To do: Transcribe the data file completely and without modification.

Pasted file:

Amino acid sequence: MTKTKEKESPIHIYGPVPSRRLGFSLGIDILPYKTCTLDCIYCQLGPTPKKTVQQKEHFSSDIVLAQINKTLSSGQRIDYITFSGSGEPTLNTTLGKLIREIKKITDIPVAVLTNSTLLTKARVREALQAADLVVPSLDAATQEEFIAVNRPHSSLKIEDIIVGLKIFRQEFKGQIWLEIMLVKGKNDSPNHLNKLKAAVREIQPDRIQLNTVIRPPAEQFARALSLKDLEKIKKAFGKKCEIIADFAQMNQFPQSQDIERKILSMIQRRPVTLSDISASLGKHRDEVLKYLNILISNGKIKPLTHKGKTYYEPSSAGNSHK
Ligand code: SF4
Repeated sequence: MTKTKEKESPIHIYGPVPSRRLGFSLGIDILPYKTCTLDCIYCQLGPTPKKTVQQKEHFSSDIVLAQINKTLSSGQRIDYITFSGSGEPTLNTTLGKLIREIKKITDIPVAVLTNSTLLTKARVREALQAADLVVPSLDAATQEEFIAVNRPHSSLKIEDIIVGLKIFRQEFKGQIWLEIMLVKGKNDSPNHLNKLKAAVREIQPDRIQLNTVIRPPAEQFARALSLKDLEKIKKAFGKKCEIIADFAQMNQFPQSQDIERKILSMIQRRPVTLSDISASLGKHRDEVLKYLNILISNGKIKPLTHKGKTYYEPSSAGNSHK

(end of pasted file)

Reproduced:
Amino acid sequence: MTKTKEKESPIHIYGPVPSRRLGFSLGIDILPYKTCTLDCIYCQLGPTPKKTVQQKEHFSSDIVLAQINKTLSSGQRIDYITFSGSGEPTLNTTLGKLIREIKKITDIPVAVLTNSTLLTKARVREALQAADLVVPSLDAATQEEFIAVNRPHSSLKIEDIIVGLKIFRQEFKGQIWLEIMLVKGKNDSPNHLNKLKAAVREIQPDRIQLNTVIRPPAEQFARALSLKDLEKIKKAFGKKCEIIADFAQMNQFPQSQDIERKILSMIQRRPVTLSDISASLGKHRDEVLKYLNILISNGKIKPLTHKGKTYYEPSSAGNSHK
Ligand code: SF4
Repeated sequence: MTKTKEKESPIHIYGPVPSRRLGFSLGIDILPYKTCTLDCIYCQLGPTPKKTVQQKEHFSSDIVLAQINKTLSSGQRIDYITFSGSGEPTLNTTLGKLIREIKKITDIPVAVLTNSTLLTKARVREALQAADLVVPSLDAATQEEFIAVNRPHSSLKIEDIIVGLKIFRQEFKGQIWLEIMLVKGKNDSPNHLNKLKAAVREIQPDRIQLNTVIRPPAEQFARALSLKDLEKIKKAFGKKCEIIADFAQMNQFPQSQDIERKILSMIQRRPVTLSDISASLGKHRDEVLKYLNILISNGKIKPLTHKGKTYYEPSSAGNSHK